Sure, we all know what Vikings were like. They're the savage, sword-wielding rapists and pillagers of the movies. Or the horn- helmeted Hagar sheepishly taking orders from his wife in the funny pages. Or even the idiot wearing a fur vest and little else, cheering on a catch by wide receiver Randy Moss in Minnesota.
But those popular conceptions only hold a fraction of truth. In reality, the ancient peoples of Norway, Sweden and Denmark transformed maritime travel with their development of the wind-blown sail and rope rigging. They established an early form of parliamentary government. Their women were liberated eons before the passage of the 19th Amendment. And they reached North America (which they called Vinland) 500 years before Columbus hogged all the glory.
Dispelling (or at least diluting) these accepted stereotypes is the bluntly stated purpose of "The Vikings: The North Atlantic Saga," coming to the Houston Museum of Natural Science. The exhaustive and historical exhibit, which originated at the Smithsonian and stops here as part of an eight-city tour, celebrates the millennial anniversary of a Viking settlement established in what is now Newfoundland, Canada.
"The Vikings: The North Atlantic Saga"
Houston Museum of Natural Science, 1 Hermann Circle Drive
July 14 through October 14. 713-639-4629; www.hmns.org
"The stereotypes have stuck with people, and it made sense because there wasn't a lot of information to go on," says local exhibit curator Dr. Dirk Van Tuerenhout. He says that operas and the costumed performers of the romantic period in Germany (better known as the "Kill the Wabbit" era) helped solidify the perception. "But now we have the archeological evidence to go back and see how they really were."
Part of that evidence will be a Viking coin found on a Native American reservation in Maine -- which, many believe, proves the Vikings set foot in what is now the United States. Among the 300 items on display (which come from museums and collections in nine different countries) is the oldest artifact in the exhibit, the Lindisfarne Stone (circa 832), which depicts a Viking battle. The Jònsbòk is a 13th- century book of laws whose appearance here required an act of the Icelandic parliament. Perhaps the most famous piece of Viking loot is Ranvaig's Shrine, an ornate casket taken from a monastery and given to a Viking woman who saw fit to claim the property by making a runic inscription on the bottom.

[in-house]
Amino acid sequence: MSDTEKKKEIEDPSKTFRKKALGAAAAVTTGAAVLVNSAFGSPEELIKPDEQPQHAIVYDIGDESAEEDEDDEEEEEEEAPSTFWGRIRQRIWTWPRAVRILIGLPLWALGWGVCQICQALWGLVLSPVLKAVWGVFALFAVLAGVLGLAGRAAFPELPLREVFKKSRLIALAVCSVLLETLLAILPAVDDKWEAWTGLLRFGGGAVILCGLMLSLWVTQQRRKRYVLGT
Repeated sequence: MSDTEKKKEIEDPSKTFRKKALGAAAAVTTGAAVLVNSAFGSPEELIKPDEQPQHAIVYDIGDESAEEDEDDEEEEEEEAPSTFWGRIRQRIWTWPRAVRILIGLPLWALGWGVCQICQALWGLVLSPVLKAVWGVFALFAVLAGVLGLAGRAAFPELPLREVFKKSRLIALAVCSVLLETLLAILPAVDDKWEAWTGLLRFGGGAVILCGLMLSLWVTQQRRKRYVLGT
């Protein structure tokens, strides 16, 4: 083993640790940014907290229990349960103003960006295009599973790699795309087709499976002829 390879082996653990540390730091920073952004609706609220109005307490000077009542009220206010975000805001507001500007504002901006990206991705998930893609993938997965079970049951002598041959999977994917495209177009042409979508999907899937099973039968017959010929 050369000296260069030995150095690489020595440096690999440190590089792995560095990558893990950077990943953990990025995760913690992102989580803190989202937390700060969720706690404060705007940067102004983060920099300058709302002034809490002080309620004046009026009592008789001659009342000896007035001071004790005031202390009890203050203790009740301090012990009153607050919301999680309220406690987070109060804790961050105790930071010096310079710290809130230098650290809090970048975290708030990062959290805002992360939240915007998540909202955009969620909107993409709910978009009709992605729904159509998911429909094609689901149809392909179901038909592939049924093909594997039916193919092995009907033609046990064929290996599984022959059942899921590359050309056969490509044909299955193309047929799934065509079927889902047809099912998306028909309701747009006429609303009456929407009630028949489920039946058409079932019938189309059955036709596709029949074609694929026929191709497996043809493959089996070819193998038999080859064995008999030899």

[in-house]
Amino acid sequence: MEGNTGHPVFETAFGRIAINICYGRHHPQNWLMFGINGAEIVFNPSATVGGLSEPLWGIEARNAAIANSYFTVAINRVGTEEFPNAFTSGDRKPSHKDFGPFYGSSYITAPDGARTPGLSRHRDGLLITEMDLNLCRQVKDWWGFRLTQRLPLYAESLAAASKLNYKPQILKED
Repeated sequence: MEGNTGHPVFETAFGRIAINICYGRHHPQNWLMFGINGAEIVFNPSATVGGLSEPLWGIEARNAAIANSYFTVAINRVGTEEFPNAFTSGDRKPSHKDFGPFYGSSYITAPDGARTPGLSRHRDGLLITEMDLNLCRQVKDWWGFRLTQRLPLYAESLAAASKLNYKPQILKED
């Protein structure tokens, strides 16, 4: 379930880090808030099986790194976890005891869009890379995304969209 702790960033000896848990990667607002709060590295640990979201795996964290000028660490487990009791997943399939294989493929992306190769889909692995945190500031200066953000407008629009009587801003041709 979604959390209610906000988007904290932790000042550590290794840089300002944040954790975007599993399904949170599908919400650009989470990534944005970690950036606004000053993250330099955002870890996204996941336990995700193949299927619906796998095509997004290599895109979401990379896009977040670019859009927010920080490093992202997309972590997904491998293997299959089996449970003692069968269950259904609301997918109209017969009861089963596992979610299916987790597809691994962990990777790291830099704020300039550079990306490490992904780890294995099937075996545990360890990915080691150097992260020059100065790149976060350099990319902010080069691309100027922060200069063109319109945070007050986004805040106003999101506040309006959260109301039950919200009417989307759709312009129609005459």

Other items include swords, figurines, carvings, jewelry and manuscripts detailing the triumphs of Erik the Red. The HMNS also will host a series of related lectures and presentations.
But surely there's some truth to the fierce Viking image we embrace today, right? Even fat, lovable Hagar is forever attempting to storm enemy castles. "Now, that's not to say that the Vikings weren't violent and never attacked anyone. Of course they did," Van Tuerenhout says. "But that's part of human culture. What era or people have not had a warlike aspect about them at some time?"
None, if you think about it. But pop culture's most recognizable Viking has at least one glaring flaw: Real Vikings never wore horns on their helmets. And don't even ask about that weird funnel on top of Lucky Eddie's head.
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